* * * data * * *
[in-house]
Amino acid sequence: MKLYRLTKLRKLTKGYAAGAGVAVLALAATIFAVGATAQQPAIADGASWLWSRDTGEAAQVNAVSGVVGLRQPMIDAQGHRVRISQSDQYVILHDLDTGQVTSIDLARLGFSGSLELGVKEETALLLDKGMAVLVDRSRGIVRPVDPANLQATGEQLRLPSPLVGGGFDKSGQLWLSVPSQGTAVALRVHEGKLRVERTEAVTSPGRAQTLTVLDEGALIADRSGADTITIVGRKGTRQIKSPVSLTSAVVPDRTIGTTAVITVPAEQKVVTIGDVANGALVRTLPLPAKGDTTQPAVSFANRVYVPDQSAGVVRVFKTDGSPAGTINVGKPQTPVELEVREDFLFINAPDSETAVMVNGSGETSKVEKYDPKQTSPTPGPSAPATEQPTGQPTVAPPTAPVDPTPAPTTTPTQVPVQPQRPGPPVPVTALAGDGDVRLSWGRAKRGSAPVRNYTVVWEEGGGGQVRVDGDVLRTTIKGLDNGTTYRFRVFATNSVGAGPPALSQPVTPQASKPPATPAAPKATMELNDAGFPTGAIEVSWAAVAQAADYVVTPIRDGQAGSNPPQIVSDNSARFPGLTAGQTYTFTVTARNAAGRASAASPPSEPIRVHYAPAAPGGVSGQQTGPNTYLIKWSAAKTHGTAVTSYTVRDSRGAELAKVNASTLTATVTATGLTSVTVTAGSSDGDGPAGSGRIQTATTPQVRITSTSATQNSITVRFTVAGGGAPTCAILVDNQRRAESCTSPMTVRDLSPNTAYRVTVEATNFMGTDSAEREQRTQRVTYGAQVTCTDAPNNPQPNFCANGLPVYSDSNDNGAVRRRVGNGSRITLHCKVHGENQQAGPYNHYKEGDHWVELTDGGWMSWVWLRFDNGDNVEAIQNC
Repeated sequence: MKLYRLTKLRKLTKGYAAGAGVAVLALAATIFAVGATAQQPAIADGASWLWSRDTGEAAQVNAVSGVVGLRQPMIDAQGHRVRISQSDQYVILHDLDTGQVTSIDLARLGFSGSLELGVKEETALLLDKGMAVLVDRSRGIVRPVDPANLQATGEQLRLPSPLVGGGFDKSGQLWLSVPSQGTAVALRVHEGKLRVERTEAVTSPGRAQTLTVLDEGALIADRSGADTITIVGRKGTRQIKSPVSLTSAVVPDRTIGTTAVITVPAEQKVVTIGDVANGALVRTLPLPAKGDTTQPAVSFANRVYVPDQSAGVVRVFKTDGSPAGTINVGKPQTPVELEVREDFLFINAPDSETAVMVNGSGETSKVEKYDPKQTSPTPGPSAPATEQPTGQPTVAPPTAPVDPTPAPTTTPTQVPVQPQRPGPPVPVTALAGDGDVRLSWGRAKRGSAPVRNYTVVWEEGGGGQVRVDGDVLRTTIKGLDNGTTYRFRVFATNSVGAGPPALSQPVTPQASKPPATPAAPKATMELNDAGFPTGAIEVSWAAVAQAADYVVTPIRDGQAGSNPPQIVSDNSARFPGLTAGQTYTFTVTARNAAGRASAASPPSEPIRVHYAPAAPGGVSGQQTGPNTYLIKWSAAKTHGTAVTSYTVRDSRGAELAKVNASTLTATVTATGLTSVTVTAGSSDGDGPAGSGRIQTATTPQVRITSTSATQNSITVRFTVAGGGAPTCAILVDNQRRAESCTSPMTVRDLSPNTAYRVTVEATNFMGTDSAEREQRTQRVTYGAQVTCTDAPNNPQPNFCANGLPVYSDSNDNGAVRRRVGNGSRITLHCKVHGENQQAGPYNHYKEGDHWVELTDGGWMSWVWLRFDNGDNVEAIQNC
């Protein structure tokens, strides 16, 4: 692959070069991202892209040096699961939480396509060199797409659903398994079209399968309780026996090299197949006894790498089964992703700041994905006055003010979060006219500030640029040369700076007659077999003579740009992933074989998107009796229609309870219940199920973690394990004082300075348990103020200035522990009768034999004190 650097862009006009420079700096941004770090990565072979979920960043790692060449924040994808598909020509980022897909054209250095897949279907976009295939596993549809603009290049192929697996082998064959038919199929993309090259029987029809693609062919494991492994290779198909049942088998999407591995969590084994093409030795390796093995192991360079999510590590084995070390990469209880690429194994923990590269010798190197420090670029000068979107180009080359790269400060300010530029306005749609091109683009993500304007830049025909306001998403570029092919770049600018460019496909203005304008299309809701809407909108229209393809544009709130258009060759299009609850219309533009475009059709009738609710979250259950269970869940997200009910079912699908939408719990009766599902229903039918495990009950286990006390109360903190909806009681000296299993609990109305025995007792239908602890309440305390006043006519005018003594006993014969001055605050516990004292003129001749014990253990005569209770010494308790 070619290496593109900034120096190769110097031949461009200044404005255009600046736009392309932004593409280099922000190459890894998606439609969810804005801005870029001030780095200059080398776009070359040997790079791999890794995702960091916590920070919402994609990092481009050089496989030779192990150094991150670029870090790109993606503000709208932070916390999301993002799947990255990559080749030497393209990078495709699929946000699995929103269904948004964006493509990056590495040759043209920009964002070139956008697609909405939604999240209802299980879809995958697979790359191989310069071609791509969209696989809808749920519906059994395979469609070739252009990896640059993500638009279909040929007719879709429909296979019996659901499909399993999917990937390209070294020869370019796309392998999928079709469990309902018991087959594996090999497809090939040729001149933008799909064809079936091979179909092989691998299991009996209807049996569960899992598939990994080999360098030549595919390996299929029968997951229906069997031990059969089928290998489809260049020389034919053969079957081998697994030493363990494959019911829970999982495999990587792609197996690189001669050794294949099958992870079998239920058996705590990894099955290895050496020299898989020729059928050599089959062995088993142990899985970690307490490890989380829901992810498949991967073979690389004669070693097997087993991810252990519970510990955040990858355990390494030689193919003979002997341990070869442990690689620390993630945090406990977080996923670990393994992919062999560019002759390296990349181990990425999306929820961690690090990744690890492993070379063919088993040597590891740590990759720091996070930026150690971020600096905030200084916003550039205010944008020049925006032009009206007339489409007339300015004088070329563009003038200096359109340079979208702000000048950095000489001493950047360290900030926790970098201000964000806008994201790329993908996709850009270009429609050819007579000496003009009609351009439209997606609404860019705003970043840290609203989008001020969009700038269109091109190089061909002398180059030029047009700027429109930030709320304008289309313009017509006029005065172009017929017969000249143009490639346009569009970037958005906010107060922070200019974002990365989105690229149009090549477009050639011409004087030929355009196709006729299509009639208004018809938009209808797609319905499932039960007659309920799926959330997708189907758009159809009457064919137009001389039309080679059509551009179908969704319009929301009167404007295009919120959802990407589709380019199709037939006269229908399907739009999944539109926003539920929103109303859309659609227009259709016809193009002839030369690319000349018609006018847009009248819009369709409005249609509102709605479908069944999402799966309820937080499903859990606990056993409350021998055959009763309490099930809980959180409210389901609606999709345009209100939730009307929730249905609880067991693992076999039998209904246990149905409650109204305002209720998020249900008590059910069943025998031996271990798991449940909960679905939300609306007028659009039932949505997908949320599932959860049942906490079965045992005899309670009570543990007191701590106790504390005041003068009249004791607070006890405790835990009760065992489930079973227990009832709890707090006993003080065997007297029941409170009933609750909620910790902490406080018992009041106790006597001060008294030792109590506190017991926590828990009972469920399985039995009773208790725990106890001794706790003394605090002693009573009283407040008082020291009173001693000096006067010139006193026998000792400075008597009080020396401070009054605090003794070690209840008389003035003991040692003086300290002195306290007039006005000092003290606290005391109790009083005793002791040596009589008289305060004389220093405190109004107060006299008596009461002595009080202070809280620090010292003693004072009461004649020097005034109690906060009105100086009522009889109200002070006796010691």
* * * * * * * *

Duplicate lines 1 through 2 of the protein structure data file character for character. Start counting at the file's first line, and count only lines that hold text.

[in-house]
Amino acid sequence: MKLYRLTKLRKLTKGYAAGAGVAVLALAATIFAVGATAQQPAIADGASWLWSRDTGEAAQVNAVSGVVGLRQPMIDAQGHRVRISQSDQYVILHDLDTGQVTSIDLARLGFSGSLELGVKEETALLLDKGMAVLVDRSRGIVRPVDPANLQATGEQLRLPSPLVGGGFDKSGQLWLSVPSQGTAVALRVHEGKLRVERTEAVTSPGRAQTLTVLDEGALIADRSGADTITIVGRKGTRQIKSPVSLTSAVVPDRTIGTTAVITVPAEQKVVTIGDVANGALVRTLPLPAKGDTTQPAVSFANRVYVPDQSAGVVRVFKTDGSPAGTINVGKPQTPVELEVREDFLFINAPDSETAVMVNGSGETSKVEKYDPKQTSPTPGPSAPATEQPTGQPTVAPPTAPVDPTPAPTTTPTQVPVQPQRPGPPVPVTALAGDGDVRLSWGRAKRGSAPVRNYTVVWEEGGGGQVRVDGDVLRTTIKGLDNGTTYRFRVFATNSVGAGPPALSQPVTPQASKPPATPAAPKATMELNDAGFPTGAIEVSWAAVAQAADYVVTPIRDGQAGSNPPQIVSDNSARFPGLTAGQTYTFTVTARNAAGRASAASPPSEPIRVHYAPAAPGGVSGQQTGPNTYLIKWSAAKTHGTAVTSYTVRDSRGAELAKVNASTLTATVTATGLTSVTVTAGSSDGDGPAGSGRIQTATTPQVRITSTSATQNSITVRFTVAGGGAPTCAILVDNQRRAESCTSPMTVRDLSPNTAYRVTVEATNFMGTDSAEREQRTQRVTYGAQVTCTDAPNNPQPNFCANGLPVYSDSNDNGAVRRRVGNGSRITLHCKVHGENQQAGPYNHYKEGDHWVELTDGGWMSWVWLRFDNGDNVEAIQNC